la grandeur de la pauvre

Having tea (Glenelly unwooded Chardonnay 2012) with May-Eliane de Lencquesaing is like an adventure from Proust.  Genteel good manners to cleave a pink diamond; conversation about famous dead people (Winston Churchill, defeated by the British electorate in 1945 and painting his blues away at Ch. Lascombes by chatting up May); very long sentences about things you’d never thought of before.

Like the idea of la grandeur de la pauvre, how truly grand things come from humble ingredients.  Great wine from poor soil.  Great cheese from fermented sheeps’ milk.  The idea of gravity knocked into your head by a falling apple as opposed to a billion dollar large hadron collider.  Although how ironic to talk about poverty in Ida’s Valley, one of the luckiest spots in the Cape.  Heck Andre van Rensburg, the most talented winemaker in SA, admitted if he ever lost Vergelegen, May’s neighbour Rustenberg would do.

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May’s remarks on grandeur de la pauvre rang a bell as that is exactly what I was trying to do with Vygie du Cap, the current exhibition at the brave Pendock Wine Gallery @ Taj. Impressed with the unfiltered wines from Fleur du Cap, rather than feature them with grand flowers like King Proteas and Nasturtiums as WOSA infamously did on the London underground some years ago (leading to hilarious confusion about what SA wine was actually made from) I featured some of the humblest plants from the Klein Karoo – vygies.  Chosen by botanist Jan Vlok and matched to Fleur du Cap wines.

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Salt is another humble ingredient that can lend grandeur to a dish and there’s a Salt dinner at the Taj on Thursday evening with saltmeister Craig Cormack. I went to a Craig salt dinner a couple of years ago and this was my reaction:

Unable to change the big things in life (like daily global financial meltdowns, climate change and SA’s rackety race-based politics) smart people are turning increasingly to minutia. Which salt to sprinkle on your polenta is the latest challenge to exercise SA’s disempowered and discombobulated elites.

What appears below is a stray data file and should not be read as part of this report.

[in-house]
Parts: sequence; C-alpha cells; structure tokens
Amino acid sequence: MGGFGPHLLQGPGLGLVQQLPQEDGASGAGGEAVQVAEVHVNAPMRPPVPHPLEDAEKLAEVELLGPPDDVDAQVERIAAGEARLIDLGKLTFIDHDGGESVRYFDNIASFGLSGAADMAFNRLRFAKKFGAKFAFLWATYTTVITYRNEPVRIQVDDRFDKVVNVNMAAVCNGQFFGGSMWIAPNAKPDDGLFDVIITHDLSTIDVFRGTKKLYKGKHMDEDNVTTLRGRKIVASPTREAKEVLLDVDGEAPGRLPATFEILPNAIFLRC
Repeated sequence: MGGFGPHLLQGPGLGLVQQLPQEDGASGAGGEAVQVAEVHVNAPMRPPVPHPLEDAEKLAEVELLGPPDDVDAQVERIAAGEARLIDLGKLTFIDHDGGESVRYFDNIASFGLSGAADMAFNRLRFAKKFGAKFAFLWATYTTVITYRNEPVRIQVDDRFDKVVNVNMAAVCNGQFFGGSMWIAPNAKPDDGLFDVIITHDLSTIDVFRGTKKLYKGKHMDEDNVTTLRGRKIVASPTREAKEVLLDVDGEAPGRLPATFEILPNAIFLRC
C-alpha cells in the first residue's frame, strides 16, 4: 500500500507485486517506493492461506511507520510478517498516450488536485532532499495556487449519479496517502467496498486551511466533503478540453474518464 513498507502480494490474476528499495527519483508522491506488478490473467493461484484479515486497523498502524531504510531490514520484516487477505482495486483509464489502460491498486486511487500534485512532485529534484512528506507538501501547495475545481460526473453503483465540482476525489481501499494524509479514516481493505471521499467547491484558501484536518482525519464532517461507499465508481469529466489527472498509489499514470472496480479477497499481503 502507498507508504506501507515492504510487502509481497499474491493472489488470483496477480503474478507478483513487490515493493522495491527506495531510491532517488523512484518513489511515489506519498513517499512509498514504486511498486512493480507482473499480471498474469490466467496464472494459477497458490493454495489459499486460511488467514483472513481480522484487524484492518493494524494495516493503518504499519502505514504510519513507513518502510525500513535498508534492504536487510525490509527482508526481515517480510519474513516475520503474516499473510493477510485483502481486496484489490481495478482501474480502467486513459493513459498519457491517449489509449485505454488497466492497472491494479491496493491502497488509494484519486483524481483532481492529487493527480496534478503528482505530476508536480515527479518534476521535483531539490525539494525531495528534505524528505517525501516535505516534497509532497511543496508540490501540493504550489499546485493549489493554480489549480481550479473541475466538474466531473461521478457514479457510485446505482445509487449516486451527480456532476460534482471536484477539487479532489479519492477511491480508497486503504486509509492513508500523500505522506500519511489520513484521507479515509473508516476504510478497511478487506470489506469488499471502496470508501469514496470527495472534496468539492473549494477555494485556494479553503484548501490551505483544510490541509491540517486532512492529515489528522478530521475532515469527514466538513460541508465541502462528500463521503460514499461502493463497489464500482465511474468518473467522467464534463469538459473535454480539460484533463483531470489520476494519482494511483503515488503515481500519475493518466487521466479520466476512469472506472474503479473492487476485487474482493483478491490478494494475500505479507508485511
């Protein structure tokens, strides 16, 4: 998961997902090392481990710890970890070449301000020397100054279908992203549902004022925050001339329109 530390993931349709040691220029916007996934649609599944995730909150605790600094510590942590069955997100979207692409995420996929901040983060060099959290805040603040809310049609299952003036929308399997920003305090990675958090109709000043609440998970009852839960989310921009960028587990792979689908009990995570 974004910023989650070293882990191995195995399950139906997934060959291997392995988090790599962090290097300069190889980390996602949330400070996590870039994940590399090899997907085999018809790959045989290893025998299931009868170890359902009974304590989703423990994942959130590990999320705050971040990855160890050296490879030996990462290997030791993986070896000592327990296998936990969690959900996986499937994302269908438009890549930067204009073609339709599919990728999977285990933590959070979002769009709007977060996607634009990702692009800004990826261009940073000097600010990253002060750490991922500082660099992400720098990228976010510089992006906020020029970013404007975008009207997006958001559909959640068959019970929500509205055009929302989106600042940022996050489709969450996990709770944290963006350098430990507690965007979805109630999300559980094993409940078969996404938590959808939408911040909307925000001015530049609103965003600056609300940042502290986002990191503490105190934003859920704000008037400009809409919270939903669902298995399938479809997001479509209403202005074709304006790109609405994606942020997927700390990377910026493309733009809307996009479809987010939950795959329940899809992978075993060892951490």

Charismatic chef Craig from Sophia’s at Morgenster (Sophia as in Loren and not The Golden Girls, as perennial joker gorgeous Greg Landmann reminded us), is certainly worth his salt – he cooks with a couple of dozen selected from a larder of 150 possibilities.

Asked for his favourite at the minute, he admitted to a penchant for Fleur du Sel. Quite appropriate really, as we were at a lunch hosted by Fleur du Cap. Craig is obviously into flowers, as his second choice was Khoisan salt from Velddrif, next door to the Cerebos factory which celebrates its 40th birthday next year. Made by the same process as the stuff from Brittany, it’s just that pesky EU legislation that prevents it being marketed as Fleur du Khoi. (Disclaimer: Craig is a consultant to the Khoi and is paid 12Kg of salt a month). Khoi retails at R24/Kg as opposed to R7 for Cerebos, but then it lacks the chemicals that make Cerebos sparkly white and slippery. As they say in the ads “see how it runs.”

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Lunch was in the Bergkelder nuclear bunker beneath the Pappagaaiberg in Stellenbosch and Craig was pairing salt-infused dishes with FdC’s award winning whites. So it was a long lunch indeed. Craig did the cooking and a bunch of bloggers and journos did the eating.

On the palate of six salts presented in a wooden yahrtzeit candlestick holder (Greg admits to 25% Jewish blood), my favourite was the first: a pink volcanic salt from Pakistan, called “poep” salt by Craig on account of the pronounced sulphur odor and taste. Distell head of winemaking, Kallie van Niekerk, said it reminded him of blue egg sandwiches on a road trip through the Karoo.

My top wine was a Fleur du Cap unfiltered Chardonnay 2010, a cunning blend of fruit from Robertson, Stellenbosch and Elgin, made by willowy Andrea Freeborough. This is a terroir taste trip for troglodytes with Andrea pointing out the citrus freshness from Elgin, the overripe oranges from Robertson and that Stellenbosch X-factor that ties it all together. Another terroir tour was provided by a 2010 blend of Sauvignon Blanc from Darling, Chardonnay from Robertson plus Semillon and Viognier from Stellenbosch. An elegant two step on the grave of the concept of wine estate.

Craig’s recipes go back over 2000 years, as salt has been used for millennia as a preservative. Which is just as well, as the modern guru of salt, Mark Kurlansky who wrote the best selling History of Salt, turned out to be a bit of a Lot’s wife when approached for advice. Roman sources were of much more use, but then they did consume more than three times the 7 Kgs the average person consumes in a year.